You could buy cellophane-wrapped burger patties languishing on styrofoam trays at your neighborhood supermarket. But are you serious—like really serious—about hamburgers? Then it’s about time you head to your local butcher shop and work with the staff to create a custom burger blend.
Before you get started, you’ll want to acquaint yourself with the fundamentals of good burger-making. You might assume that that fancy, expensive cuts like ribeye and filet make the ultimate blend. But according to “Meat Prophet” Tom Mylan, head butcher at The Meat Hook in Williamsburg, this logic is way off. “I don’t believe in bedazzled blends that use fancy cuts—it’s a total waste of money,” he says.
Mylan recommends a well-mixed blend of cheaper cuts with an optimal lean-to-fat ratio. He also encourages you to find a passionate butcher who uses high-quality beef and will help you create a blend to your specifications.
Read on to master the art of burger blending, with pro tips about cuts, fat-to-lean ratio, creative add-ins, and more. Nearly all of today’s most coveted burgers come from proprietary blends, so why shouldn’t you have your own?
1. The fat content
Fat equals juiciness and flavor, which is why the lean-to-fat ratio in ground beef is critical. “If you want a good burger, 70/30 is definitely the way to go,” says Mylan. He explains that 30% fat is ideal if you want to cook your burger anywhere from medium-rare to medium-well.
If you plan to cook your patty anywhere outside of that range, Mylan recommends tailoring the amount of fat accordingly. “If you like your burger well-done, it should be more like 40% fat,” he says. “If you want it to be really rare, you would bring down the fat content, because you don’t want a lot of un-rendered fat in your burger.” (Go with 80/20, or 90/10 for a black-and-blue burger).
2. The grind
Have your butcher grind your meat twice through a medium blade. “This gives the burger the right texture; it will have those individual pieces of meat that are going to make you go, ‘Oh my God, this is kind of like I’m eating a steak.'” Grocery stores attempt to hide the amount of fat in the meat by grinding it over and over into a fine pink paste, because people are afraid of fat. But fat is your friend, especially when it comes to delicious hamburger patties.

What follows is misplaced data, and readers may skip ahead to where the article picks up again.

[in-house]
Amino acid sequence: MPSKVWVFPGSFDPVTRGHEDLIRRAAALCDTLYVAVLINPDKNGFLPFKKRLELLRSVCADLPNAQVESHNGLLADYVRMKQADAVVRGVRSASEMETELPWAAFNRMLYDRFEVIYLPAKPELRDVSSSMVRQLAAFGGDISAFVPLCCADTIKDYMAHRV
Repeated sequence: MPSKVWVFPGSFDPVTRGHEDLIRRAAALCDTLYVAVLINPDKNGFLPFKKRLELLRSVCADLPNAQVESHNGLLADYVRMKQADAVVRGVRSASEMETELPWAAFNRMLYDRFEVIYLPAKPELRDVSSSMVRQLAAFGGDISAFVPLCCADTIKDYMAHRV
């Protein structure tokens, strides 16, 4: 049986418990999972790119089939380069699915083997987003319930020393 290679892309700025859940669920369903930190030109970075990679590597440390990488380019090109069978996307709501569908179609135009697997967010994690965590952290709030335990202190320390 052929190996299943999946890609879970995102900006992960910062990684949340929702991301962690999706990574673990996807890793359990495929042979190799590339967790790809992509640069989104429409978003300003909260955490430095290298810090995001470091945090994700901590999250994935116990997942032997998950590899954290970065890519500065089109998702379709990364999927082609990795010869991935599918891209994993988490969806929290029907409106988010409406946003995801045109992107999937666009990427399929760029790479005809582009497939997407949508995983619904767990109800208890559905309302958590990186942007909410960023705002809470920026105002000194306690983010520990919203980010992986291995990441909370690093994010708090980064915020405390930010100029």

3. The cuts of beef
Don’t believe the “bedazzled blend” burger hype. Using fancy cuts of beef is not important and kind of a bullshit move, according to Mylan. What is important is making sure the meat is high-quality and comes from mature animals, and that your blend has the right fat content.
Use cheaper cuts of beef from harder-working muscles, like chuck or round. Why? These cuts have more myoglobin, Mylan says, and myoglobin is what gives beef its “beefy” flavor and red color. Each cut will contribute its own flavor and textural nuances, and you can play around with different cuts to bolster the flavors you prefer.
Here are some go-to cuts to use for your custom burger blend:
- Chuck: This is the primary cut at The Meat Hook when it comes to burger blends. The muscles at the top of the shoulder, where the chuck is found, are interspersed with small weavings of fat throughout. This gives the burger a great “steak-like, but giving” texture. What’s more, the chuck is a hard-working group of muscles, so you never have to worry about blandness.
- Round: Round has awesome flavor, but is generally very lean. Adding short rib to the blend—to give it a 70/30 lean-to-fat ratio—is the move.
- Brisket: The meaty part of the brisket has tons of flavor and is super beefy, because it’s a muscle that’s used every day.
- Navel: Mylan, who is a huge Shake Shack fan, says, “I would guess Shake Shack uses navel in their blend, because it gives the burger a sort of weird, kind of creamy, buttery flavor.”
- Short rib: This is the kind of rich-tasting fat that will stay intact and not render out as quickly or easily as other fats found on the animal. Ultimately, this helps the burger stay moist.
4. The Meat Hook Custom Burger Blends
Mylan has a sense of humor. In response to the hype over proprietary patties, he created Meat Hook burger blends that took the meaning of “fancy custom blend” to the next level. One blend incorporates bacon, one incorporates pastrami, one uses 100% dry-aged beef, and the last incorporates bacon, cheddar cheese, and sour-cream-and-onion potato chips. Wild, we know.